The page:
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The eyes of a traveler

Beijing adventures

By Frances Leah BrownPublished 5 months ago 3 min read
The eyes of a traveler
Photo by Henry Chen on Unsplash

I am on an adventure at the age of 59, performing in Universal Studios Resort in Beijing, China for fourteen months. Though I've only been here two months, it has already been an eye opening experience.

I am performing mostly in Mandarin Chinese. I don't really speak Mandarin, though I am getting familiar with some of the more common words, and so I had a huge learning curve when I first arrived and began to learn the script, and a serious amount of "Am I crazy?" when the language was slow to absorb in to my brain. But it did absorb, and I am speaking Mandarin to Mandarin speaking Chinese people. Yep, crazy. You know what though? It's a fabulous feeling to perform for the people that come to the park. I am thrilled to be here.

Food has been a challenge, but I've finally found some staples that keep me going; mostly I eat salad, fish, eggs, oatmeal, fruit and yogurt. Oh, and coffee/tea. Not bad at all. Once in a while I have a Jianbing which is a delicious street food crepe, and today I found a brewery that served the most incredible steak salad. I mean! Avocado and tomatoes and radish, purple sweet potato, cucumbers, spinach and a lovely bit of steak. I was sooo happy.

I've had to go into the city by myself on the metro. I got lost in the heart of Beijing and had a panic about it. I have since made it there and back without a mistake and THAT is huge to me. Even felt comfortable enough to walk around and window shop in the ultra European shops and stare at the fashions.

You know what surprises me most of all about this experience? Riding a train crammed full of people in China and not feeling afraid. In fact, other than anxiety over being lost, I haven't been afraid since arriving in China. You know what? I sadly can't say the same thing about being in Seattle. Nor can I even say it of our sleepy little suburb which, in the last 2 days, has seen a carjacking and a 13 year old boy shot on the street midday by the high school, across the street from the dairy queen. It makes me ill to read the news from home because the violence and hatred and demonizing of "the other" is astounding, and because I have a daughter who's a young woman. That's all I have to say. Young woman, and I often fear for her as an American female.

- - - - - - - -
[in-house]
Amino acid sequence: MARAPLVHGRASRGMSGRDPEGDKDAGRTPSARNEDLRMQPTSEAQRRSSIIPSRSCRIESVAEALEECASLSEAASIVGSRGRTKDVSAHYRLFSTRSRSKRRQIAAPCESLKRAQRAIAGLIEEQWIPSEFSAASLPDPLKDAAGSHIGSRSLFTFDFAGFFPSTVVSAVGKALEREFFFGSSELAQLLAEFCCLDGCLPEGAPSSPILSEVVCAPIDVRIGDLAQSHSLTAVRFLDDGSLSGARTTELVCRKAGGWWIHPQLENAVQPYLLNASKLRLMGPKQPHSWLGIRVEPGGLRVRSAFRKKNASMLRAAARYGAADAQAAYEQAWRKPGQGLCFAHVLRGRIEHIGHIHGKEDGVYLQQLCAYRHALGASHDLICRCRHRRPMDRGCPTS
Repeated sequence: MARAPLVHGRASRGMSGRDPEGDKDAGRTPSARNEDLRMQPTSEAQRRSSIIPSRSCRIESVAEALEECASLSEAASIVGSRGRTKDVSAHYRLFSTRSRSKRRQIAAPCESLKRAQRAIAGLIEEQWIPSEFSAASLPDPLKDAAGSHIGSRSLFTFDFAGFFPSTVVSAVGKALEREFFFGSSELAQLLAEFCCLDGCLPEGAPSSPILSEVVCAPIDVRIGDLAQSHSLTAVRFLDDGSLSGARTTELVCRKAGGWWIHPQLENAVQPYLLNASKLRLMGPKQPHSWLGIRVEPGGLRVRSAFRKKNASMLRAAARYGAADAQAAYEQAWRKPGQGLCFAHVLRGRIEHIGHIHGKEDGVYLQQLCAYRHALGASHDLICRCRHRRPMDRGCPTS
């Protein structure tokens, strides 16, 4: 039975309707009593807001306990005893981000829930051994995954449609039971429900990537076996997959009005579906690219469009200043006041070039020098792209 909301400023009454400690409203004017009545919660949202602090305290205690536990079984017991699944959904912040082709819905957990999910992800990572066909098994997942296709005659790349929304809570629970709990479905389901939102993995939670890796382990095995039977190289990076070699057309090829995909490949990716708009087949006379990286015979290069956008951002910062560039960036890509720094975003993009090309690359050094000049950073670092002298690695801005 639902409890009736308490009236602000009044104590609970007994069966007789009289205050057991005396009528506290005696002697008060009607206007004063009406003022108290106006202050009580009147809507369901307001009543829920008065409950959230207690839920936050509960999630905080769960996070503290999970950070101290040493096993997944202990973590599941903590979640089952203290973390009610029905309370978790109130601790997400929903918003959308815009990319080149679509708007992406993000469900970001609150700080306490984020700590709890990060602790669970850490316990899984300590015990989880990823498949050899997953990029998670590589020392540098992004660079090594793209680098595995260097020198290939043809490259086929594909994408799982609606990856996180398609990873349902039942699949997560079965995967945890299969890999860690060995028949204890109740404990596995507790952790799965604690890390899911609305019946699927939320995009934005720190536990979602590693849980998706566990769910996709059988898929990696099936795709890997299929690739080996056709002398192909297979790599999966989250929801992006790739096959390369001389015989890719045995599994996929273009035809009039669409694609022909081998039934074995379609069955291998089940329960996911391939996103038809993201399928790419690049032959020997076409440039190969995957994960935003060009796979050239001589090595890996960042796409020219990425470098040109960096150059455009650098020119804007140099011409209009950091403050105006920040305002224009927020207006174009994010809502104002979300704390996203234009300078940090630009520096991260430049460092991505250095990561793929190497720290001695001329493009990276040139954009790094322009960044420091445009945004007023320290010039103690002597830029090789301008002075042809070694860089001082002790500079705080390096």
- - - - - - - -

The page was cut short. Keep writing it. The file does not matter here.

The majority of human beings that live in the US are working and loving and surviving as best they can. Just like the people I see here in China. Like the young mother and son on the metro. She was so tired that she was sleeping every time she closed her eyes as he son bounced, sang at and pounced her. I remember that feeling of pure exhaustion, and smiled at her when she stood up, took a big breath in, took her son by the hand and got off the train, probably to go make dinner and give a him bath and put him to bed before she crashed herself. I remember those days.

Something else that is amazing to me; people leave their bikes and motorcycles and scooters unlocked on the street. You can leave your bag on your chair when you go to the bathroom. If you show any bit of kindness, it's usually returned. And the language barrier? Everyone has a phone with a translation app, and all we have to do it talk into the phone and show the translation to one another. It works beautifully, and usually the interaction is easy, and sometimes even funny.

I have such a fragile, fleeting moment of time in this body in which I'm living, and am "excited and scared" about this experience, especially since the last few years had me thinking I'd been retired without notice. Ta Da! I'm not done yet!


About the Creator

Frances Leah Brown

I am a singer, a story teller on stage and in print, and a lover of family and nature.

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  • Judey Kalchik about a month ago

    This slice of your time in China is so enjoyable! Thank you for sharing!

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